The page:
comment

Boris Eifman returns to Chicago for the fourth consecutive year with an evening-length ballet that's a departure for him: the two main characters in Who's Who are not the larger-than-life historical or literary figures so well suited to his larger-than-life choreography. Where other Eifman dances have featured Hamlet, Tchaikovsky, Don Juan, Moliere, and famous ballerina Olga Spessivtseva, this one focuses on two regular guys, Alex and Max, former dancers with the Russian Imperial Theater who leave the mother country after the revolution of 1917 to find work in the United States. What connects this work with Eifman's others is his focus on artists and a wish to capture a historical moment. A spokesman for the company, based in Saint Petersburg, has said that the idea for the ballet came after September 11, and that the choreographer wanted to bring "something light, funny, more optimistic to the U.S." The plot is derived partly from the film Some Like It Hot: failing to find work in a ballet company, Alex and Max disguise themselves as women and get jobs dancing in a nightclub. In another departure, Eifman uses jazz--Duke Ellington, Dave Brubeck, Artie Shaw, Benny Goodman, Scott Joplin--though two dream sequences are set to classical pieces by Samuel Barber and Rachmaninoff. The piece is also said to incorporate American styles of dance and movement--jazz and modern, acrobatics--though truth be told, Eifman has never been a straight ballet choreographer. I was able to see only a few moments of Who's Who on video, but it appeared to have Eifman's usual grandeur. That should be a good thing--unless his supersized interpretations come to seem vulgar in this more realistic pop-culture context. Auditorium Theatre, 50 E. Congress, 312-902-1500; 312-922-2110, ext. 4, for groups of ten or more. Through March 23: Friday, 8 PM; Saturday, 2 and 8 PM; Sunday, 2 PM. $37-$67.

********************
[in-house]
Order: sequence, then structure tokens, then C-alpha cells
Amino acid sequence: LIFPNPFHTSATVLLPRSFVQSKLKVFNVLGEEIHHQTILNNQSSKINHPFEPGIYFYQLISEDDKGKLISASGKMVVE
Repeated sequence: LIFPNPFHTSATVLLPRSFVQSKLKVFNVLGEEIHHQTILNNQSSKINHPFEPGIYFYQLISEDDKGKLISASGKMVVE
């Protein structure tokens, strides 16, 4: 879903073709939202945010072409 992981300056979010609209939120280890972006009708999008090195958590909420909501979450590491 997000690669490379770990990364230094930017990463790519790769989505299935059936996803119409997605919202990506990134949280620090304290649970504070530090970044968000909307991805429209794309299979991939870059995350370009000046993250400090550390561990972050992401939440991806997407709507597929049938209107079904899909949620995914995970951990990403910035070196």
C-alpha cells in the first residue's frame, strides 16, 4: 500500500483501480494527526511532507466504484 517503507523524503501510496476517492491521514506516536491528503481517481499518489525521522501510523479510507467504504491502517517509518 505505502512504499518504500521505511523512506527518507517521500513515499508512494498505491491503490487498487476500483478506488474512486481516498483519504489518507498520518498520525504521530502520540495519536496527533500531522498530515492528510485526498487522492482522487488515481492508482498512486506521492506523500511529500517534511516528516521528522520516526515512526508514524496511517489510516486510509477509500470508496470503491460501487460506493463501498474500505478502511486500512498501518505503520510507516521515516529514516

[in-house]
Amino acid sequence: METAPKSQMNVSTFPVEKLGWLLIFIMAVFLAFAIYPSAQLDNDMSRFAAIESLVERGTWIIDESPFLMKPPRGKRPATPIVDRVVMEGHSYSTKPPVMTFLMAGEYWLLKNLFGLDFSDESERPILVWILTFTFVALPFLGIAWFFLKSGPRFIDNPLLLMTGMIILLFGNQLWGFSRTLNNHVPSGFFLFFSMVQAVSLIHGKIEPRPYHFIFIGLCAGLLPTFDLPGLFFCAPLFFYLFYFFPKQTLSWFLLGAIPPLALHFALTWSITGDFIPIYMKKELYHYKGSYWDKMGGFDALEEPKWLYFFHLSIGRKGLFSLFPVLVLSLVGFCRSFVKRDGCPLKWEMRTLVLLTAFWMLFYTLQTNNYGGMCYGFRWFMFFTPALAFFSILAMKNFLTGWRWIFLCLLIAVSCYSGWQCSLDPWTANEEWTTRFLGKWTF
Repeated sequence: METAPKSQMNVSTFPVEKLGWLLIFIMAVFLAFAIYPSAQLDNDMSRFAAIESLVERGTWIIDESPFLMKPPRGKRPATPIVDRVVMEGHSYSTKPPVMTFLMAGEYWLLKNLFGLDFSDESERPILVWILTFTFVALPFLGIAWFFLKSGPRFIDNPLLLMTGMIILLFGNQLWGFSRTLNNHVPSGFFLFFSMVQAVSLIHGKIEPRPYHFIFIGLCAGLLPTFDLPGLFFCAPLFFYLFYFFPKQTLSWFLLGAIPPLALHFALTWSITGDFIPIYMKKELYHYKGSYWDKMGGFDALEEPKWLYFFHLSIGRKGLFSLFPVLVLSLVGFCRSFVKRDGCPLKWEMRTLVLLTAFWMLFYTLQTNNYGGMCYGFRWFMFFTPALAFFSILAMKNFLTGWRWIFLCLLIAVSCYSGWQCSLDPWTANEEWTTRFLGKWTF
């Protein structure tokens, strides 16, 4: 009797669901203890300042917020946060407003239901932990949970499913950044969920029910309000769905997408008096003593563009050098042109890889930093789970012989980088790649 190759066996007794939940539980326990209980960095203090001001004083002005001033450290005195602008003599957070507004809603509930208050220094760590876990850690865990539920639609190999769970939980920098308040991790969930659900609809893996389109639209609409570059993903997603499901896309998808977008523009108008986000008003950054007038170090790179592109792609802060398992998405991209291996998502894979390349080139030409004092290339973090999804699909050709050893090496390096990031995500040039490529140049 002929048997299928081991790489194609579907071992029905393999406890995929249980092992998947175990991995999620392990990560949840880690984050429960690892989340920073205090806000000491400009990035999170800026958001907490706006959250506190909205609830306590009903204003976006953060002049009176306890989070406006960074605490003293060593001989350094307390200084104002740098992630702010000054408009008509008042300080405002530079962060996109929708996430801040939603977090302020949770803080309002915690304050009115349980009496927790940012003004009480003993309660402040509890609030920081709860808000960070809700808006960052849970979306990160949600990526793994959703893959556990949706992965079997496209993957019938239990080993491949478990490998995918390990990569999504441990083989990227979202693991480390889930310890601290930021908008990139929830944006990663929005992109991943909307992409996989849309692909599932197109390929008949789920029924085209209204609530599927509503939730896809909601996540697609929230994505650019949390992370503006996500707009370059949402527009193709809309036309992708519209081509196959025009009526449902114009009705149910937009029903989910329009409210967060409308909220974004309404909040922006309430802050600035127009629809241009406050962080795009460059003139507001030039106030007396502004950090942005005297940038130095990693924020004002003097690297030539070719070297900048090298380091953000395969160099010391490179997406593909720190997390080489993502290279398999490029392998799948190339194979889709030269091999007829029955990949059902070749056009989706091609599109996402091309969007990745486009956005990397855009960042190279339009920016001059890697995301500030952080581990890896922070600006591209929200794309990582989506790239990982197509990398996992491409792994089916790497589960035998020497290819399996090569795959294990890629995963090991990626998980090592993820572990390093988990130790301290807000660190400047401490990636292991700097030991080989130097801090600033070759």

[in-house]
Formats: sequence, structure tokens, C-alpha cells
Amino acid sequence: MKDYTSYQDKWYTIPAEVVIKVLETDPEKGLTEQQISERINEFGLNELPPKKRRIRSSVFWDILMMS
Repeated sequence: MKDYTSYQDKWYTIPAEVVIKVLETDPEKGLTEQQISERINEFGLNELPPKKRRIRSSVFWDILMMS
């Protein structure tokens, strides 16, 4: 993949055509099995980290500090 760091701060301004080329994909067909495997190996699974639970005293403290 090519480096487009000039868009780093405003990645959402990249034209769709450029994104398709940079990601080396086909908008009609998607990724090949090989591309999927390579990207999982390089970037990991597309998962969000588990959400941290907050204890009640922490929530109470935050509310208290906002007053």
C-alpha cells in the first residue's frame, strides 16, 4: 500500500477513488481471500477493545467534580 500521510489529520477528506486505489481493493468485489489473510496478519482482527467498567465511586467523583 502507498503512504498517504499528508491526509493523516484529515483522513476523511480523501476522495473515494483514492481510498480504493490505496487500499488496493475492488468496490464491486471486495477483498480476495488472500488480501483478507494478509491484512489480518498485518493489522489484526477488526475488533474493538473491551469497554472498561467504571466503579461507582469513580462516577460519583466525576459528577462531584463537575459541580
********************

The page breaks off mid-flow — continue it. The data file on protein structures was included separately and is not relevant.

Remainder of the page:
Art accompanying story in printed newspaper (not available in this archive): photo/Valentin Baranovsky.

Add a comment